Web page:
Kansas, located in the nation’s center, has a long history associated with America’s Westward Expansion. When Kansas Territory was created in 1854, it became the center of a struggle between abolitionists and pro-slavery advocates leading to what was known as Bleeding Kansas.
At the same time, many people were moving westward, and major trails passed through the state, including the Santa Fe Trail, the Oregon Trail, and the California Trail. Later, when the railroad pushed westward, several cowtowns boomed as Texas ranchers pushed their cattle to the railroad. These events have given the Sunflower State a wealth of interesting history and dozens of significant historic sites.
While some may say that Kansas is “flat as a pancake,” and maybe some parts of it are, it’s also just “flat great!”
Interestingly, Kansas has 12 designated scenic byways, three named for the hills where they are located: Flint Hills, Glacial Hills, and Gypsum Hills.
To truly see and appreciate the state, one must venture off of I-70 and meander down a few back roads where they might see some interesting geographical features in Castle Rock and Twin Butte in Western Kansas. Or, in northeast Kansas, one can almost taste the adventure in old riverfront cities such as Atchison and White Cloud.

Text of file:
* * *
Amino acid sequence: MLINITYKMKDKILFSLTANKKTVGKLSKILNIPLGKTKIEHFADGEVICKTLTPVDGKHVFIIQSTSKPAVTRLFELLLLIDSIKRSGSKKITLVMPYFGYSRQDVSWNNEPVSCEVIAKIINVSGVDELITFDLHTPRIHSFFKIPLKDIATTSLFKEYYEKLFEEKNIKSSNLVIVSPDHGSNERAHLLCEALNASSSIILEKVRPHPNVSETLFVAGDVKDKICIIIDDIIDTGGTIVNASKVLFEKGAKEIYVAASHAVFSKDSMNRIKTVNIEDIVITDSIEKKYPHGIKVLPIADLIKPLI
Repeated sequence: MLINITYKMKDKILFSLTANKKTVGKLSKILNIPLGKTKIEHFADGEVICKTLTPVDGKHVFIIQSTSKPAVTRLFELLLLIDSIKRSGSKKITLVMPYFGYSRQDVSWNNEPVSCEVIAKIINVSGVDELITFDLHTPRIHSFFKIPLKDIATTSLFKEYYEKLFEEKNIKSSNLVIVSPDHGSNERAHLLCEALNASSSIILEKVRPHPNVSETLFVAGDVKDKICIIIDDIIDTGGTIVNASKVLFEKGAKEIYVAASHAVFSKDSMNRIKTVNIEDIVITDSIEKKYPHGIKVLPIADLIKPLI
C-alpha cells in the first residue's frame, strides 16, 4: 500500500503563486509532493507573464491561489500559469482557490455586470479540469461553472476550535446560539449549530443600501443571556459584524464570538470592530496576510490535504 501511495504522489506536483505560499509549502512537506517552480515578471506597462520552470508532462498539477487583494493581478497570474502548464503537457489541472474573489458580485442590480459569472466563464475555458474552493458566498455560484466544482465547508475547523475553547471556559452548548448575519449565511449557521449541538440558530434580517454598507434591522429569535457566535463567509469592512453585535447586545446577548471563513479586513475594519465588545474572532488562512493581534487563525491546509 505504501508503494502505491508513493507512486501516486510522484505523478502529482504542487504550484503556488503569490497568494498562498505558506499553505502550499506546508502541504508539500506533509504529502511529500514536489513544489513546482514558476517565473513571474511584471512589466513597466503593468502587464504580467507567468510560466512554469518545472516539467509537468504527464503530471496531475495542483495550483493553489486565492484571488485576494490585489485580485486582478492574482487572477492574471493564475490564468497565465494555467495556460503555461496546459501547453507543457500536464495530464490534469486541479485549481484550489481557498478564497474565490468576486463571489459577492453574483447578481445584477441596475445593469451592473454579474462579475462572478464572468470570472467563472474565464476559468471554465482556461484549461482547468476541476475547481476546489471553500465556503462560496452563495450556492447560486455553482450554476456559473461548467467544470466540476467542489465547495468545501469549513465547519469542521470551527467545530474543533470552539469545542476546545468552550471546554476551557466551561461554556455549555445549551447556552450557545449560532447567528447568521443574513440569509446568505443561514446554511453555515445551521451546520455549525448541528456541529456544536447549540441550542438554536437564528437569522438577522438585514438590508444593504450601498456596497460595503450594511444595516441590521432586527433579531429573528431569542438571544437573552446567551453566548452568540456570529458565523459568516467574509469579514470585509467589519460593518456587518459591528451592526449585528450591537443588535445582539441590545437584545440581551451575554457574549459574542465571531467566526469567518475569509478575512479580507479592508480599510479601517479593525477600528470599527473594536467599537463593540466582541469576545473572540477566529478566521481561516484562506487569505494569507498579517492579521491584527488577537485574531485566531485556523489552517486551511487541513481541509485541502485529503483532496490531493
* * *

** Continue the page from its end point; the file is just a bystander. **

Kansas is rich in history, with such characters as the lawless John Brown during the Civil War, lawman Wyatt Earp in Dodge City, and the Dalton Gang, who wreaked havoc on the state and were finally shot and killed in Coffeyville.
This is just a little of what the state has to offer. You will also find great people in the State of Kansas! Enjoy your travels in Kansas, and welcome to the Legends Of “Ahs!”
Kathy R. Weiser-Alexander
P.S. I can say Kansas is flat (at least in some places) because I grew up there.
Kansas State Flag – On a navy blue field is a sunflower, the state flower. Also, the state seal and the word “Kansas.” In the picture of the state seal are thirty-four stars representing the order of statehood. Above the stars is the motto “To the Stars Through Difficulties.” On the seal, a sunrise overshadows a farmer plowing a field near his log cabin, a steamboat sailing the Kansas River, a wagon train heading west, and Native Americans hunting bison.
Legends of Kansas, where the history of the Sunflower State is explored in-depth.